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Editorial: Raise New York's quota for summer flounder

Dr. Bayman Anthony Sougstad unloads live fluke after

Dr. Bayman Anthony Sougstad unloads live fluke after a day of fishing aboard his workboat, the Finchaser. Credit: Charles Eckert, 2011

The Long Island fishing industry and our elected representatives long have complained about federal quotas on local fluke catches. Now they're ratcheting up the pressure to change those limits. The federal legislation that led to using quotas to rebuild stocks of overfished species expires later this year and requires reauthorization. That presents another opportunity to change the way we manage our fisheries in general -- and fluke, or summer flounder, in particular.

The current system, which puts New York's fishing industry at a severe disadvantage compared with its counterparts from other states, is based on flawed and incomplete data from the 1980s that resulted in underreporting the number of fish caught by state anglers. The quotas reflected those lowball numbers. New York's commercial fleet, for example, is allowed 7.6 percent of the total Atlantic coast fluke catch, compared with 15.7 percent for Rhode Island, 16.7 for New Jersey, 21.3 for Virginia and 27.4 for North Carolina. Recreational limits are not much better -- 17.6 percent for New York, 39 percent for New Jersey.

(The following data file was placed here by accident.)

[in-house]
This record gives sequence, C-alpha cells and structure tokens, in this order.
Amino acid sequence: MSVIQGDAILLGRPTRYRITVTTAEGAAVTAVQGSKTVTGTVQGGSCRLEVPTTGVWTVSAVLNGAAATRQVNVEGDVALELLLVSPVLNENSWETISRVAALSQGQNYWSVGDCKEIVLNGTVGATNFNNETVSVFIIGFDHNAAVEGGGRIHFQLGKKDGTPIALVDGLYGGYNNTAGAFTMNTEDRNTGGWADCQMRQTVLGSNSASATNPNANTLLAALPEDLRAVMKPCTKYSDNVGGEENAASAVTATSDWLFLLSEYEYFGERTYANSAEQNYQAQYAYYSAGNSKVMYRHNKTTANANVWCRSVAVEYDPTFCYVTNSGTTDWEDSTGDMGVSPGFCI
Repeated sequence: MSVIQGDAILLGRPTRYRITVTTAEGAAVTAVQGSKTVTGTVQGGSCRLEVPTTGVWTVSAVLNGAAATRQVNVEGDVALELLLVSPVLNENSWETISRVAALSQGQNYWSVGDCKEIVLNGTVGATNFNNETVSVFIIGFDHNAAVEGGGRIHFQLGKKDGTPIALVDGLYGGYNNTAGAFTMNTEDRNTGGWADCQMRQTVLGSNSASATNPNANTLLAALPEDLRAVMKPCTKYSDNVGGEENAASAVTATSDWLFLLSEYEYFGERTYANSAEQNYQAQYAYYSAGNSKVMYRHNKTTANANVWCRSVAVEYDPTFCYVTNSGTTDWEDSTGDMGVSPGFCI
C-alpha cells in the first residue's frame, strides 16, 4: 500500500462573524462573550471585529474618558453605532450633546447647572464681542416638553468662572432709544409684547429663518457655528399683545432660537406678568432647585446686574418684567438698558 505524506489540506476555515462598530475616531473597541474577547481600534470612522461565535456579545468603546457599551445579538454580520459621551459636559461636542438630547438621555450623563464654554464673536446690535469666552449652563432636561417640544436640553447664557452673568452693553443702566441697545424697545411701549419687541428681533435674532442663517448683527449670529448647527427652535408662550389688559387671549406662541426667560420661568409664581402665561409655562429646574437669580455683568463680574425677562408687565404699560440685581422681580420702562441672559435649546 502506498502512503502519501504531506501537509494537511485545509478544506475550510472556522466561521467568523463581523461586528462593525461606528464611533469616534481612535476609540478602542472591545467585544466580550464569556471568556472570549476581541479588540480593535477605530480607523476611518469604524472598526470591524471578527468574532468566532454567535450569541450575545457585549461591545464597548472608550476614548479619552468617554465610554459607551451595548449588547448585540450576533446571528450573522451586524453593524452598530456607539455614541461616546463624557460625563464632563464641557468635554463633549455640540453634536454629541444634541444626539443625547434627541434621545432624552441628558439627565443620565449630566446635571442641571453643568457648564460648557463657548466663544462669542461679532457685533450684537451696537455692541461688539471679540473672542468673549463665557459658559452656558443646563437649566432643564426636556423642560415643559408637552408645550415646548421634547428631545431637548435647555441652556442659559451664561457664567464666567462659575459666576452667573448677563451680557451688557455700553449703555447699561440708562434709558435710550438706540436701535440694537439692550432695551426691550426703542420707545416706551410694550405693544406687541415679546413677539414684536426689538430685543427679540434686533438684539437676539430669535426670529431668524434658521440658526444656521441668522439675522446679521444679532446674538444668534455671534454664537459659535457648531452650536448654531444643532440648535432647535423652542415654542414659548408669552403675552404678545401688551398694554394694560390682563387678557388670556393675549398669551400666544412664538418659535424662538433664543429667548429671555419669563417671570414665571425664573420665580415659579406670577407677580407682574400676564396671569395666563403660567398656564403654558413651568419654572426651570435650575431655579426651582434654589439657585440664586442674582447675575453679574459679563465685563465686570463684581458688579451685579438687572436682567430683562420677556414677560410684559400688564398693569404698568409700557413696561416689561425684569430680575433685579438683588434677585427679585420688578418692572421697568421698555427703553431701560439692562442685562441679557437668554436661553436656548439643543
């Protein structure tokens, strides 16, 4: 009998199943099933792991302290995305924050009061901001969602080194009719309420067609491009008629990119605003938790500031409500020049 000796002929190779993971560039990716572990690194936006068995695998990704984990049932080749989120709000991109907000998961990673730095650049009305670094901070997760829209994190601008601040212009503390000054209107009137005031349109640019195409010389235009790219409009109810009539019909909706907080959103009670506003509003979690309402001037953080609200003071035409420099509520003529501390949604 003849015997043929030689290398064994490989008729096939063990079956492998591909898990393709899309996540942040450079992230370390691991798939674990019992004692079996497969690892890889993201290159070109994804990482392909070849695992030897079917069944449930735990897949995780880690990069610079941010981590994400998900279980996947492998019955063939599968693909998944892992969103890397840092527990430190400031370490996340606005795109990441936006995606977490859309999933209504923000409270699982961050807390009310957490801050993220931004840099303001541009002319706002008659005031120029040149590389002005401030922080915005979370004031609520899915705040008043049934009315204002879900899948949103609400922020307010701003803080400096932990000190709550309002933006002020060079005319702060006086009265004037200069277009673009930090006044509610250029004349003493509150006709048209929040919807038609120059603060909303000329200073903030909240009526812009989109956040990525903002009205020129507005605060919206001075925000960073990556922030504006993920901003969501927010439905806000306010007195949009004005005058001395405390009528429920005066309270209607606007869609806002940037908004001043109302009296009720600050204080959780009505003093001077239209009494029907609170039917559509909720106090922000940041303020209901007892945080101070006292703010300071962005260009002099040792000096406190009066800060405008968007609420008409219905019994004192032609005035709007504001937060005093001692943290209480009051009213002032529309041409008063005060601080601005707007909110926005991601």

The economic loss is considerable. Higher quotas mean more fish in local stores and on local menus, lower prices for those fish, more money in the pockets of fishers, more revenue for bait and tackle shops, more jobs, etc. In 2011, the disparity in quotas meant New York communities lost $9.3 million in economic activity compared with New Jersey and $12 million compared with Rhode Island.

Sen. Charles Schumer and Gov. Andrew M. Cuomo are pushing hard for a change. Part of their case: Studies show the fluke stock is rebuilt, and new migratory patterns northward mean more fluke in New York waters than ever, leaving North Carolina and Virginia unable to harvest their allocation in recent years.

Fairness, common sense and current data demand new quotas. It's time to give Long Island's fishing industry the break it has long deserved.


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